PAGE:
If you’ve heard the old saying “Perception is Projection”, you’ll probably be aware at least of the intent to its underpinnings.
It takes up the idea that the external world that you interact with and form opinions on; i.e. perception, is not so much an objective reality, but in fact is a result of your projection of your internal, logical or emotive interpretation of the object, event or person.
Let’s take a slight step back and look at it differently.
As humans, when we’re faced with a situation, our conscious and unconscious minds go into over drive, digging deep into the memory banks. We flick through the mental encyclopedia of experiences that we’ve built up over the years to make sense of what we are experiencing based on our experiences of the world. We then essentially project that view of the world on to the situation to give it a relevant meaning.
Think about it. We see someone smiling, we look in the archives and associate laughter with happiness, based on our own use of smiles and laughter. The reality is of course, that we don’t know anything about why that person might be smiling. We are projecting that interpretation on the stranger, but it could be how they react to stressful or sad situations.
Have you ever gone to a foreign country and not understood a gesture that everyone appears to be making?
Tough, isn’t it.
All of a sudden, you can’t project an interpretation or definition on the actions because you simply have never experienced it before. And if you do try the nearest fit, chances are you might take offence to a friendly mannerism.
Why is that relevant?
Well. As entrepreneurs, or in fact, anyone who wants to excel in a job or making new relationships, we need to understand the need to build rapport, connect with those to whom we can add value, negotiate.
But therefore in the same token it is critical to understand the limitations of our understanding and truly listen to someone who is communicating with us.
“It takes one to know one”.
We can take an empathetic approach and try to put ourselves in others shoes, but it’s important to acknowledge that when doing so it still remains through the filters that you’ve gained through experience. The art of truly listening, sometimes involves not striving towards having an opinion on what you hear – at least, not immediately.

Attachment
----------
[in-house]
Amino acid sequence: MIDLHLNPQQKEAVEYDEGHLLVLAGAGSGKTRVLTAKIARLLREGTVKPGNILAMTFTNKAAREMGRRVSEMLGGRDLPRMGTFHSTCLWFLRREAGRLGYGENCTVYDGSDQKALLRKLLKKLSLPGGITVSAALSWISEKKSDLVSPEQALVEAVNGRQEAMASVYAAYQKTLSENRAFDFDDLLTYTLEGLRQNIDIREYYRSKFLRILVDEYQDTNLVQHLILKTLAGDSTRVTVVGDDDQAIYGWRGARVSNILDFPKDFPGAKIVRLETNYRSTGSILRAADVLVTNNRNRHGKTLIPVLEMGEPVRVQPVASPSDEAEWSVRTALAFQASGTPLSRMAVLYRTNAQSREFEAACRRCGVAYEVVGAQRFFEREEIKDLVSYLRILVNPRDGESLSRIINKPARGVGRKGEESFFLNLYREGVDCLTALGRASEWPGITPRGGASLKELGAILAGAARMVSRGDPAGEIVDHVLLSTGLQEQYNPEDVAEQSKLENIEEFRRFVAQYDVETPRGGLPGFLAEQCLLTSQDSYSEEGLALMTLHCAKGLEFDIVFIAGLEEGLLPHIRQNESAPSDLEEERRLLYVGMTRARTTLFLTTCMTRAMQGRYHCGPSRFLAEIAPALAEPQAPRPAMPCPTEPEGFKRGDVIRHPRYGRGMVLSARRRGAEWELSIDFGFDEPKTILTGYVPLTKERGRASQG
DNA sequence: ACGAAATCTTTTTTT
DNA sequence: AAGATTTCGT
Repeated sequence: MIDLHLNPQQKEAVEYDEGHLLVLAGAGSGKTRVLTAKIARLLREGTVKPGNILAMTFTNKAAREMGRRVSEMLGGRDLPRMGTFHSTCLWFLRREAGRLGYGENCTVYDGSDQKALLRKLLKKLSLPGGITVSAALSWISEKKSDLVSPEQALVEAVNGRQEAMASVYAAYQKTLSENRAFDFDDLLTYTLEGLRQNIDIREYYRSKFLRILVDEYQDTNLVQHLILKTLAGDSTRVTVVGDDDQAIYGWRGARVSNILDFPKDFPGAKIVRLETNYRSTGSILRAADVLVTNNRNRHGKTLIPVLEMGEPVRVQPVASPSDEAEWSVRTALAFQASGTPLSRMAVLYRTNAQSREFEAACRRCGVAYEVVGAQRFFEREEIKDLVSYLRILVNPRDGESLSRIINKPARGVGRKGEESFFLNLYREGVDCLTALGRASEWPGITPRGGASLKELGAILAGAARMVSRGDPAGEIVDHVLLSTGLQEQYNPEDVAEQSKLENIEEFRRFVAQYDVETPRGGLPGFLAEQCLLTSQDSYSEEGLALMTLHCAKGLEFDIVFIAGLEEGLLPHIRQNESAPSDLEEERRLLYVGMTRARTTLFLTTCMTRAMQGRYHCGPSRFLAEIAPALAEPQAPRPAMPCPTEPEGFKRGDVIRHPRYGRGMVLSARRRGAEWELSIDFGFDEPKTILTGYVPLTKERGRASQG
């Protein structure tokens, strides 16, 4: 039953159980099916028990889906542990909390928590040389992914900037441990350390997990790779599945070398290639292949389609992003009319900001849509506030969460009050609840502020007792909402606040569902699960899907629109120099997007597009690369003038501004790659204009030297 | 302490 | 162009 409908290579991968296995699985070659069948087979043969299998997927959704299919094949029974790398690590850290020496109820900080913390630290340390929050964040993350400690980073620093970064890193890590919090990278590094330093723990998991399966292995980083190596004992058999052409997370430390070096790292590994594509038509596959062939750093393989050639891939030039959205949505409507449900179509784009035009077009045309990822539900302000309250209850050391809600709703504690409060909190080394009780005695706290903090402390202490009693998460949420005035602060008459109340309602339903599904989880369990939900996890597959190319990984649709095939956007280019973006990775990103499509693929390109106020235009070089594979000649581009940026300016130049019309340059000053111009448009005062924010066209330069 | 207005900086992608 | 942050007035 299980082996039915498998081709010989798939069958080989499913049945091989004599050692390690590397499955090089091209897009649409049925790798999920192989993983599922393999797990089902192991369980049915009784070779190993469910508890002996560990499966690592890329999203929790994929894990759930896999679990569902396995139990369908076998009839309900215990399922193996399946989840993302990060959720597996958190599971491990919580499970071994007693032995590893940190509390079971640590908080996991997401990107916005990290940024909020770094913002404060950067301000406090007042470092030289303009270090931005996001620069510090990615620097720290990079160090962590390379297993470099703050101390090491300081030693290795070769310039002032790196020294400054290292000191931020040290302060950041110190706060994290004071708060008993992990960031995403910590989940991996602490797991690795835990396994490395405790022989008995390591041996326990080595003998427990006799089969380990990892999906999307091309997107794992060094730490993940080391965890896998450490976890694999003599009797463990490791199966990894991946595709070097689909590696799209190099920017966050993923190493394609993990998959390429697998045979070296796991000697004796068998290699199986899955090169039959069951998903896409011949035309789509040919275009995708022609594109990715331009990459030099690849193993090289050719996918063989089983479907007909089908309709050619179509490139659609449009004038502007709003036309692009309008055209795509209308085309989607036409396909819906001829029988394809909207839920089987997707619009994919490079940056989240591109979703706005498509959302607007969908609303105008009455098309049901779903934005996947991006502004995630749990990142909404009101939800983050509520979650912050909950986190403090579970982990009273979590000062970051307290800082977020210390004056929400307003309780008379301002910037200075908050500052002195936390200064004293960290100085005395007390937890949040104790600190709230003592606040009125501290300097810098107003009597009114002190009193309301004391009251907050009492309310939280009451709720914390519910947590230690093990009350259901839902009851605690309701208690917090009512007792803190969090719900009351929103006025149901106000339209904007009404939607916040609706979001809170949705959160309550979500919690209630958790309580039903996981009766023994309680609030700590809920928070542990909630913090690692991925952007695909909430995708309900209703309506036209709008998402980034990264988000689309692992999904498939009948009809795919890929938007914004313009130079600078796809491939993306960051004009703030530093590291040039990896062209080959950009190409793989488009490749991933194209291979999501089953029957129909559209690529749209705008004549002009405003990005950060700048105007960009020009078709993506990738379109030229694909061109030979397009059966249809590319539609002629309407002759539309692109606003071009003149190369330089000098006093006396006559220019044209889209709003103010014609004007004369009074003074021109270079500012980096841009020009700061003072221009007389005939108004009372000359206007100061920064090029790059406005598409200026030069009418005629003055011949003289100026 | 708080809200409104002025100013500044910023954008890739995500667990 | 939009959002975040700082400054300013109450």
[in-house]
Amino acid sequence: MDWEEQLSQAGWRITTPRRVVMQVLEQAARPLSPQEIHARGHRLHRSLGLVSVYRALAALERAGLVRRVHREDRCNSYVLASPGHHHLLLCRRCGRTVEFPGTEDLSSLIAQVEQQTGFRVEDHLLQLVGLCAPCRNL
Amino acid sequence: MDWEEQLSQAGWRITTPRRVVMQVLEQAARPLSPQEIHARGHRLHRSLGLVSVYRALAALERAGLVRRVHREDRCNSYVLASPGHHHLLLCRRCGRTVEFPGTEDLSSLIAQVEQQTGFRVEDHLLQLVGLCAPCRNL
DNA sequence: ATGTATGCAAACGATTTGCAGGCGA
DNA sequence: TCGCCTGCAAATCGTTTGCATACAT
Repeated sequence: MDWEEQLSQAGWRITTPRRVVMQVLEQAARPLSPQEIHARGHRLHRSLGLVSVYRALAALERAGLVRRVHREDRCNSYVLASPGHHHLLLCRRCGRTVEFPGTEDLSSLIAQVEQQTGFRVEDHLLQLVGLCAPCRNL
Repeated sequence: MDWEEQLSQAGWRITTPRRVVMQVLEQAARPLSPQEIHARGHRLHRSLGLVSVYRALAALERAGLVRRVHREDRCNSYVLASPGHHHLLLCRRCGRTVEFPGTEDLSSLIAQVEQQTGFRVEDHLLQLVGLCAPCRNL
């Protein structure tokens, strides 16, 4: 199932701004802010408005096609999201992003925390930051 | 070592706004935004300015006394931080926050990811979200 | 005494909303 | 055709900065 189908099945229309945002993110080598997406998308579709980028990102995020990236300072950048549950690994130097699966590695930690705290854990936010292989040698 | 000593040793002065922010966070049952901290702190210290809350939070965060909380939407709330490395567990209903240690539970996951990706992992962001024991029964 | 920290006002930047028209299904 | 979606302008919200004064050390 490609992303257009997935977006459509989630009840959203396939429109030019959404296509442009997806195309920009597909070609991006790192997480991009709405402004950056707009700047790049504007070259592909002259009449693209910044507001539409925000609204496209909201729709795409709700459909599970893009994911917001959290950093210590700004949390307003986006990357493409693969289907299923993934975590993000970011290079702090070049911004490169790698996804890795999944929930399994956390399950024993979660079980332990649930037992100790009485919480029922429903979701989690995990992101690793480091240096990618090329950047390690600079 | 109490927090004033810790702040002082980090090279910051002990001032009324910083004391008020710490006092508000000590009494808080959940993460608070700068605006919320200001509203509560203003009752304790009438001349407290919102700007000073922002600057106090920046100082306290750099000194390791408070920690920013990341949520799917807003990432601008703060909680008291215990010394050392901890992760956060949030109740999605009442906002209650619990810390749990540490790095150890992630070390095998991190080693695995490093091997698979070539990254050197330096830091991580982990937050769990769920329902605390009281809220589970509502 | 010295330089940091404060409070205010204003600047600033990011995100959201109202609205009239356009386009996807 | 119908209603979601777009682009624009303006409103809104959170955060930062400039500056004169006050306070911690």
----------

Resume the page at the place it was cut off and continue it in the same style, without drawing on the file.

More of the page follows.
Applying this practically, the truth is that a lack of doing the above is where a lot of people fall short when targeting their product to an audience. NB for all intents and purposes, a CV essentially is a summary of a product.
Have you ever had a meeting or interview and come out thinking ”what a smug know-it-all” after the other person asked a certain question or smiled after an answer. That assessment happened instantly and is forged from the your definition of ”smug” based on either how you would act or how people have acted in the past towards you. Fact is, he could have been hoping for further information or simply resonated with your answer, causing him to smile.
In a way it’s a case of he who grows up with the snakes, fears getting bitten. If you spend a long amount of time in a certain environment where people exhibit a certain behavior, then it becomes critical to realise that not everyone outside of that situation, acts the same way. This is particularly prevalent within work environments. I’ve seen first hand how a ‘toxic few’ can result in an atmosphere of distrust. And a general atmosphere of distrust, back stabbing and the like can quickly lead to employees that are not only very cynical within their workplace, but it transcends into their external life and the way that they act towards new relationships, both personal or professional. Similarly, working in an open and honest environment can lead to disappointment in ”the wider world”.
The same goes when a prospective buyer criticizes one of your ads. Not only are you projecting a view on what they may say in response to it; you have to be aware that they are doing the same to your ad.
The key is mindfulness.
For the communicator:
“Is what I’ve said clear”
“Is my body language and tone consistent with my intent?”
“Have I asked if I have been clear to avoid doubt?”
and for the receiver:
“Is that what they really meant?”
“Have I asked if I am interpreting their question correctly?”
“Could I ask “Does that answer your question” to remove any doubt?”